5 Reallocated_Sector_Ct 0x0033 200 200 140 Pre-fail Always – 1
196 Reallocated_Event_Count 0x0032 199 199 000 Old_age Always – 1
197 Current_Pending_Sector 0x0032 200 200 000 Old_age Always – 2
198 Offline_Uncorrectable 0x0030 200 200 000 Old_age Offline – 0

### See what arrays use this disk
[root@ns1: /root]
/bin/bash# cat /proc/mdstat | grep -p sda
md0 : active raid1 sda1[4] sdd1[1] sde1[3] sdc1[2] sdb1[0]
271296 blocks [5/5] [UUUUU]
bitmap: 0/1 pages [0KB], 65536KB chunk

md2 : active raid6 sda3[3] sdb3[2] sdd3[4] sdc3[1] sde3[0]
8682399744 blocks level 6, 512k chunk, algorithm 2 [5/5] [UUUUU]
bitmap: 0/11 pages [0KB], 131072KB chunk

### Remove and re/add so it re-writes
[root@ns1: /root]
/bin/bash# mdadm /dev/md0 –fail /dev/sda1
mdadm: set /dev/sda1 faulty in /dev/md0

[root@ns1: /root]
/bin/bash# mdadm /dev/md0 –remove /dev/sda1
mdadm: hot removed /dev/sda1 from /dev/md0

[root@ns1: /root]
/bin/bash# mdadm /dev/md0 –add /dev/sda1
mdadm: hot added /dev/sda1

[root@ns1: /root]
/bin/bash# cat /proc/mdstat | grep -p sda
md0 : active raid1 sda1[5] sdd1[1] sde1[3] sdc1[2] sdb1[0]
271296 blocks [5/4] [UUUU_]
[=================>…] recovery = 87.3% (237440/271296) finish=0.0min speed=118720K/sec
bitmap: 0/1 pages [0KB], 65536KB chunk

md2 : active raid6 sda3[3] sdb3[2] sdd3[4] sdc3[1] sde3[0]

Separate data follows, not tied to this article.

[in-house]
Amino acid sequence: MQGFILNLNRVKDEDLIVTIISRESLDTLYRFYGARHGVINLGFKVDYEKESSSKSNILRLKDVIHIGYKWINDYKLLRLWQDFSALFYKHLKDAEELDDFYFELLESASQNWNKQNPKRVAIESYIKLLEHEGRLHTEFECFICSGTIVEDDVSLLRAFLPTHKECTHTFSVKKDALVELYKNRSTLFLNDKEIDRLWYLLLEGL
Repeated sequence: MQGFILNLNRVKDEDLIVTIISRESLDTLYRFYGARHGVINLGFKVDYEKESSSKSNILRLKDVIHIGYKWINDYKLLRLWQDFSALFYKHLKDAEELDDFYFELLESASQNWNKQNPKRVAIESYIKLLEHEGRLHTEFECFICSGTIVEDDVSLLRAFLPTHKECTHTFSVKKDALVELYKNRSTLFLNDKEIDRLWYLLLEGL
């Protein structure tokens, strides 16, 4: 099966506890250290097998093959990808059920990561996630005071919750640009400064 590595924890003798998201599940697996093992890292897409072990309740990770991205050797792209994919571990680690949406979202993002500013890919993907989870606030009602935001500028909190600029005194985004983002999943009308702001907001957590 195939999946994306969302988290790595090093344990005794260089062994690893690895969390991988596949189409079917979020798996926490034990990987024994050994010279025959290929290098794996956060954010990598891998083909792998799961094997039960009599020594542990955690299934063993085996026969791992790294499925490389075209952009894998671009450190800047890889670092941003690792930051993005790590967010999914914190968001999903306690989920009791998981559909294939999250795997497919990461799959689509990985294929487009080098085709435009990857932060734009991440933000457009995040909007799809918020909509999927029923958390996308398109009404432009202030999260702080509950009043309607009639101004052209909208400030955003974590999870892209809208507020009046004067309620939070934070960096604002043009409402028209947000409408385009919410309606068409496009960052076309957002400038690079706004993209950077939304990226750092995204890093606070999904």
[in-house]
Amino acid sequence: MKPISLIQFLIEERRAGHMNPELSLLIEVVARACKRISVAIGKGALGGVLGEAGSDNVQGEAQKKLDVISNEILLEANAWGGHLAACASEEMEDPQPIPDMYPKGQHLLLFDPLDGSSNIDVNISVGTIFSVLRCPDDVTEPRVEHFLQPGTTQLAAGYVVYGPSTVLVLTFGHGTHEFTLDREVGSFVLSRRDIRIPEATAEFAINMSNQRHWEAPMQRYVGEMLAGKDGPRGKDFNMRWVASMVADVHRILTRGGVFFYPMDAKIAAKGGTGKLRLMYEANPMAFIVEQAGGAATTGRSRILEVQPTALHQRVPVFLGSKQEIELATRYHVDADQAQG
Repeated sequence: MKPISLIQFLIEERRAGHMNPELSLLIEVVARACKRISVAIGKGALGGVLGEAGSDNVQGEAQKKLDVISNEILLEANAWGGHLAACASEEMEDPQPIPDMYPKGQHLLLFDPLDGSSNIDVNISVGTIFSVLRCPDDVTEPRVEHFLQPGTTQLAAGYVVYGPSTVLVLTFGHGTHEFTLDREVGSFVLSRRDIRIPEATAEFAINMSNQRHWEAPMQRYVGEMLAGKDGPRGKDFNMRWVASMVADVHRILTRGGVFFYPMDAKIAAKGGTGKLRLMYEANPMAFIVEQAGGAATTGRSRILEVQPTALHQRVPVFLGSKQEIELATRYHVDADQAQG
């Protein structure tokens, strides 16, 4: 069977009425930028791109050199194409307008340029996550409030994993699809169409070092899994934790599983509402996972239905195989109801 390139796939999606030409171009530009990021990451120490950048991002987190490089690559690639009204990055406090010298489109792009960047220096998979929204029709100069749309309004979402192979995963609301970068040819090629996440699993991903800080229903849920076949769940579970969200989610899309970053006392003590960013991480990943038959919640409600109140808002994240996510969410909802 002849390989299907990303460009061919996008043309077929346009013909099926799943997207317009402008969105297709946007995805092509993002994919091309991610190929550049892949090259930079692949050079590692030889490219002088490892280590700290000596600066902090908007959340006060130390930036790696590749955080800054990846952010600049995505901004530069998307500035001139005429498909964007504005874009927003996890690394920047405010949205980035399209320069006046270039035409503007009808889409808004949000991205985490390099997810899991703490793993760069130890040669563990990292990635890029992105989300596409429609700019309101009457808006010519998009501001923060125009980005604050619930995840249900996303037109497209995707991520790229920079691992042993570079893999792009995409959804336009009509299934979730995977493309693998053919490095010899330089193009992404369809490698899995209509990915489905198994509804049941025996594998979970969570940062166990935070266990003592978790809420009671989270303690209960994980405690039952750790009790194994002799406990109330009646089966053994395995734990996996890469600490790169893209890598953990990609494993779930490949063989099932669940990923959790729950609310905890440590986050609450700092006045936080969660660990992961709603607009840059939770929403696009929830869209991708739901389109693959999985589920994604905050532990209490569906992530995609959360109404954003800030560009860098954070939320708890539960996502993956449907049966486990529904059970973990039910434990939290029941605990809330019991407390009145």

8682399744 blocks level 6, 512k chunk, algorithm 2 [5/5] [UUUUU]
bitmap: 0/11 pages [0KB], 131072KB chunk

### Remove/Readd the bigger array member
[root@ns1: /root]
/bin/bash# mdadm /dev/md2 –fail /dev/sda3
mdadm: set /dev/sda3 faulty in /dev/md2

[root@ns1: /root]
/bin/bash# mdadm /dev/md2 –remove /dev/sda3
mdadm: hot removed /dev/sda3 from /dev/md2

[root@ns1: /root]
/bin/bash# mdadm /dev/md2 –add /dev/sda3
mdadm: hot added /dev/sda3

Other Notes 2:

I also made a new array on partition 3.  That is entirely unrelated to the reshaping above, but I’ll dump the log here for my own reference.

[root@ns1: /root]
/bin/bash# mdadm /dev/md4 –create -l 6 -n 4 /dev/nvme?n1p3
mdadm: Defaulting to version 1.2 metadata
mdadm: array /dev/md4 started.

[root@ns1: /root]
/bin/bash# pvcreate /dev/md4
vgcreate Physical volume “/dev/md4” successfully created.

[root@ns1: /root]
/bin/bash# vgcreate ssdvg /dev/md4 -Ay -Zn
Volume group “ssdvg” successfully created

[root@ns1: /root]
/bin/bash# vgs
VG #PV #LV #SN Attr VSize VFree
datavg 1 7 0 wz–n- <8.09t 704.12g
rootvg 1 7 0 wz–n- <148.38g 54.62g
ssdvg 1 0 0 wz–n- 3.58t 3.58t

[root@ns1: /root]
/bin/bash# cat /proc/mdstat
Personalities : [raid1] [raid6] [raid5] [raid4] [linear] [multipath] [raid0] [raid10]
md4 : active raid6 nvme3n1p3[3] nvme2n1p3[2] nvme1n1p3[1] nvme0n1p3[0]
3844282368 blocks super 1.2 level 6, 512k chunk, algorithm 2 [4/4] [UUUU]
[>………………..] resync = 1.0% (20680300/1922141184) finish=216.5min speed=146336K/sec
bitmap: 15/15 pages [60KB], 65536KB chunk

md3 : active raid1 nvme3n1p1[3] nvme2n1p1[2] nvme1n1p1[1] nvme0n1p1[0]
289792 blocks super 1.2 [4/4] [UUUU]

md0 : active raid1 sda1[4] sdd1[1] sde1[3] sdc1[2] sdb1[0]
271296 blocks [5/5] [UUUUU]
bitmap: 0/1 pages [0KB], 65536KB chunk

md1 : active raid6 nvme1n1p2[3] nvme3n1p2[1] nvme2n1p2[0] nvme0n1p2[2]
155663872 blocks level 6, 256k chunk, algorithm 2 [4/4] [UUUU]
bitmap: 1/1 pages [4KB], 65536KB chunk

md2 : active raid6 sda3[5] sdb3[2] sdd3[4] sdc3[1] sde3[0]
8682399744 blocks level 6, 512k chunk, algorithm 2 [5/4] [UUU_U]
[=>……………….] recovery = 6.6% (191733452/2894133248) finish=349.9min speed=128713K/sec
bitmap: 0/11 pages [0KB], 131072KB chunk

unused devices: <none>